When I first met the concept of "characters" of topological groups in Pontryagin's book "Topological groups", it was defined as follows:

Let $G$ be a topological group. A character of $G$ is a homomorphism of topological groups from $G$ to the torus $T=\mathbb{R}/\mathbb{Z}$. Here, the torus $T$ has the induced topology from the usual topology of the real line $\mathbb{R}$.

I found the same definition on Wikipedia. So, I think this is a standard definition of character. But, in a lot of modern articles, it seems to me that characters are defined as follows:

Let $G$ be a topological group. A character of $G$ is a homomorphism of topological groups from $G$ to the discrete additive group $\mathbb{Q}/\mathbb{Z}$.

Clearly, these two definitions cannot be the same for all topological groups. However, if $G$ is a (discrete) finite group, then the two definitions agree.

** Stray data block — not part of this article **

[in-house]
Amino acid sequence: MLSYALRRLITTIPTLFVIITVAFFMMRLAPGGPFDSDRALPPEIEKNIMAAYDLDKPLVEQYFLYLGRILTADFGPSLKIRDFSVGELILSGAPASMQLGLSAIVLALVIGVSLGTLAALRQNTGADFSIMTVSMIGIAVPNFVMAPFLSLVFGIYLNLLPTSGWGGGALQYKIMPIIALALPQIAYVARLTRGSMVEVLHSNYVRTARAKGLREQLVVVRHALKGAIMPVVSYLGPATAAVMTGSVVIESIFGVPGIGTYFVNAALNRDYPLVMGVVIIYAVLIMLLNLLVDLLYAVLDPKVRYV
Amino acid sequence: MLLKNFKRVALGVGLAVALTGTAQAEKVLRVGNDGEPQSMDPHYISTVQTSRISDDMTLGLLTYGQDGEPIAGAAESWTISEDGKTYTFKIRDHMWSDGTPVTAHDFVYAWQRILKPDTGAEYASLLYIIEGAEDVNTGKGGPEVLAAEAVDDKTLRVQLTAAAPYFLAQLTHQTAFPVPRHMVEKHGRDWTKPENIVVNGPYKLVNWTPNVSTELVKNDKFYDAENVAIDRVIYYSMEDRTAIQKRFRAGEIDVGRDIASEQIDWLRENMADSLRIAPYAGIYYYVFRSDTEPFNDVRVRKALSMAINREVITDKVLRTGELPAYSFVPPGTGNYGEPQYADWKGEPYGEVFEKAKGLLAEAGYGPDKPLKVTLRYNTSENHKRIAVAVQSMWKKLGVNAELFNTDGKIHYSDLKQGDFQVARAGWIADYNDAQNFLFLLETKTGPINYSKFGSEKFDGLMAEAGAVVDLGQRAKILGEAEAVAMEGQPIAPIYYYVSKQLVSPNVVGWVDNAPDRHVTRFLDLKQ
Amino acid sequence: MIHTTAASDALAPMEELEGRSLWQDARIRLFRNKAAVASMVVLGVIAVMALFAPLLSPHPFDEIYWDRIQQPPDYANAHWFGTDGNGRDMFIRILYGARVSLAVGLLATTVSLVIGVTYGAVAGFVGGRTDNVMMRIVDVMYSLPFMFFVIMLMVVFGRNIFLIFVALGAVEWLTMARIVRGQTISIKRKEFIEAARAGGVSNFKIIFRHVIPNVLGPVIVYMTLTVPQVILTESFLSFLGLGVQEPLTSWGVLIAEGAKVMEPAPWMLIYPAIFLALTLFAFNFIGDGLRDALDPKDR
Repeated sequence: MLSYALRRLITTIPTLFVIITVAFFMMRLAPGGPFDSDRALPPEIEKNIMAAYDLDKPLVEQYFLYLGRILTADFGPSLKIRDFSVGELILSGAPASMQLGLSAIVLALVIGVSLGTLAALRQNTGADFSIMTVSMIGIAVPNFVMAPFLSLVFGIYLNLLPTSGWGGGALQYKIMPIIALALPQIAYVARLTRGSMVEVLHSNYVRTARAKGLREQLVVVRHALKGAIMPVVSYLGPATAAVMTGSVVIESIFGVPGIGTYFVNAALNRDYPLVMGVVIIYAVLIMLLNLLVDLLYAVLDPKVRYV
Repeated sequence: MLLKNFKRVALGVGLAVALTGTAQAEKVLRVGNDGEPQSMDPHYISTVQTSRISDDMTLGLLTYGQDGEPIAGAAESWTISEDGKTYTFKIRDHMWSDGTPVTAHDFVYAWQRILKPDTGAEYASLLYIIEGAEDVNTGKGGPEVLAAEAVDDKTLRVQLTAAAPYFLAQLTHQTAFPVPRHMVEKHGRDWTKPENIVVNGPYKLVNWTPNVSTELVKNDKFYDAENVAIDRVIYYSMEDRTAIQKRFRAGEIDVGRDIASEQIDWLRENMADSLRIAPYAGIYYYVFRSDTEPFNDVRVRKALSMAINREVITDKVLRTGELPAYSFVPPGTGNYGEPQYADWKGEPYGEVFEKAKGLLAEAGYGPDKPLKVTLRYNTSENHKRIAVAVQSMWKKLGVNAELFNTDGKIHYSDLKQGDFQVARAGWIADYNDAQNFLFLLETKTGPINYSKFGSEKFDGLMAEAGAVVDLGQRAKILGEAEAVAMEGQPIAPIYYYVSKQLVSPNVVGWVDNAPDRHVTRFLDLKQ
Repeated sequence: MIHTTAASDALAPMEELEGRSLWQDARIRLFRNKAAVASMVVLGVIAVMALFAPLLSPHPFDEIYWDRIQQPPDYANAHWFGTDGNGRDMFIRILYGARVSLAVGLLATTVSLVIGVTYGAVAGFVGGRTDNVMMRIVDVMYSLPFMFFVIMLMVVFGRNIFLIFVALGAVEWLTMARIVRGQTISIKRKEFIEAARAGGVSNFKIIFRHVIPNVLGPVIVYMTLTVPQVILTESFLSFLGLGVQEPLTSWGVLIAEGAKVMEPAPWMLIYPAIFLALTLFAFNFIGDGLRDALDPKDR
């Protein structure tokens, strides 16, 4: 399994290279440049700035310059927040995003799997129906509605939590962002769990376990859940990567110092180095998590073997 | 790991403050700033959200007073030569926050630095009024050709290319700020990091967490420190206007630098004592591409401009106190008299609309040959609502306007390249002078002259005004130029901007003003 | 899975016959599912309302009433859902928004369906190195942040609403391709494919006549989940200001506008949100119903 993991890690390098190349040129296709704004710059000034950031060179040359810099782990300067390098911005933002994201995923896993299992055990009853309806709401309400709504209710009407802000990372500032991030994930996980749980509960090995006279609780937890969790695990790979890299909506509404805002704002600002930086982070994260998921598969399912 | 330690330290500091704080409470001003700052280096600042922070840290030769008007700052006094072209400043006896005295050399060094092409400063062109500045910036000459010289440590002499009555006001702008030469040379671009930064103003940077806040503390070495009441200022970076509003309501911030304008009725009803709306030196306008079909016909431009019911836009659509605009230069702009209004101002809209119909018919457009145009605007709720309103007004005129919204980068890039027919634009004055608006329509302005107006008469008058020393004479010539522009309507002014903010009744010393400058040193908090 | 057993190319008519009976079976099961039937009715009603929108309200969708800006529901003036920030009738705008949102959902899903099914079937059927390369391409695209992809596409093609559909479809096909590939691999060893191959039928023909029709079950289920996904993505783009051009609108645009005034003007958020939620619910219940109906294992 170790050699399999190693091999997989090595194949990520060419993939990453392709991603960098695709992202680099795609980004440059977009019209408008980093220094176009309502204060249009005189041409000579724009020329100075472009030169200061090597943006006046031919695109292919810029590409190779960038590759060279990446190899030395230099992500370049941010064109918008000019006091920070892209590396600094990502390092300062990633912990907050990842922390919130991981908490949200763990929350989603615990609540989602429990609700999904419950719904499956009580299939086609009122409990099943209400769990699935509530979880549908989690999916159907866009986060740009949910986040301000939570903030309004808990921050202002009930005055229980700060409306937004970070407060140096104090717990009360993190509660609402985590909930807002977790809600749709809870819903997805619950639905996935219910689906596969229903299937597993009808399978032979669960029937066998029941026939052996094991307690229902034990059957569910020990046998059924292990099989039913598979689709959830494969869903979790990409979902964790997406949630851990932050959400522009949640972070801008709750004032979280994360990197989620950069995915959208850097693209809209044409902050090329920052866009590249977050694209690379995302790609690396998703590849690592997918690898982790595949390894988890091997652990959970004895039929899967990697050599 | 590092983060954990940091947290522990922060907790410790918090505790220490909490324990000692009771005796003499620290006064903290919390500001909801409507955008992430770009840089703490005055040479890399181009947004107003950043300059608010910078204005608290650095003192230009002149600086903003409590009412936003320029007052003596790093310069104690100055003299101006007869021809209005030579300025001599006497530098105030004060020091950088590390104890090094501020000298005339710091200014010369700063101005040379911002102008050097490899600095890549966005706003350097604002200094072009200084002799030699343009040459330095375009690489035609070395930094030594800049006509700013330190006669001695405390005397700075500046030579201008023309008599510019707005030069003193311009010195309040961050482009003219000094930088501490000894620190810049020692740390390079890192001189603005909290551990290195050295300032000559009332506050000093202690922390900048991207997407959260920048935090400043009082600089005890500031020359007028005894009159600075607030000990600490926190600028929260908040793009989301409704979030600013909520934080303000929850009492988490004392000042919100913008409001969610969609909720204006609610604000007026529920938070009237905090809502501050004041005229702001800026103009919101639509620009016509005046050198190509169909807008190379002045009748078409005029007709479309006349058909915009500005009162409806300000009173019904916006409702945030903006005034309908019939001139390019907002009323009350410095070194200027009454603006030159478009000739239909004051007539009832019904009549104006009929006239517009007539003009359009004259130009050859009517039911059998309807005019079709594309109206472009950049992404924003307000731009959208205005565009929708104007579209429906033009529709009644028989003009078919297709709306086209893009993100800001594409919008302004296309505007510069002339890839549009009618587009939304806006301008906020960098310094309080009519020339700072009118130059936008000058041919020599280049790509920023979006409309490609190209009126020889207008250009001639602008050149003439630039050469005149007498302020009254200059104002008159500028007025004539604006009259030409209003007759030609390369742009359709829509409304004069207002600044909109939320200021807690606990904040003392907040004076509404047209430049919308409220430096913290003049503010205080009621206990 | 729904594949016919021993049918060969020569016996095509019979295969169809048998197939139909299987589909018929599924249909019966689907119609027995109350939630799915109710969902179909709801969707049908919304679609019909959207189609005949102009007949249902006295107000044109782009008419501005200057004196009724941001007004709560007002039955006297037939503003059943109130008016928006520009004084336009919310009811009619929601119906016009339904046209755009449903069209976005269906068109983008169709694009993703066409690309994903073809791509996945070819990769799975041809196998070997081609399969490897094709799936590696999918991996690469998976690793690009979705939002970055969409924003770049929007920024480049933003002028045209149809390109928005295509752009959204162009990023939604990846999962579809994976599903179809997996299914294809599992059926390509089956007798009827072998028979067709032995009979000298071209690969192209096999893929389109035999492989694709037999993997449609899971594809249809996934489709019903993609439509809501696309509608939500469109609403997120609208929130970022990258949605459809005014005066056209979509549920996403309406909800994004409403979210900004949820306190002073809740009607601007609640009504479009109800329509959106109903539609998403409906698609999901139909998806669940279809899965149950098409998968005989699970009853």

**Questions:**

What kind of conditions on a topological group $G$ one needs in order to identify the two definitions of character?

If $G$ is a "profinite group", then do the two definitions agree? If the answer is yes, then how can one prove it?

Please give me any advice.

# Later

I found a way to answer the second question. One only needs to show the following: for any profinite group $G$ and any continuous homomorphism $f:G \to T$, the image of $f$ is finite. This statement can be shown as follows. The torus $T$ has an open neighborhood $U$ of $0$ which contains no non-trivial subgroup of $T$. Since $G$ is profinite, there exists an open normal subgroup $H$ of $G$ satisfying $H \subset f^{-1}(U)$. This implies $H \subset \ker(f)$. So, the map $f$ factors through the finite group $G/H$. This implies that the image of $f$ is finite.

Hence the two definitions of character agree for any profinite group.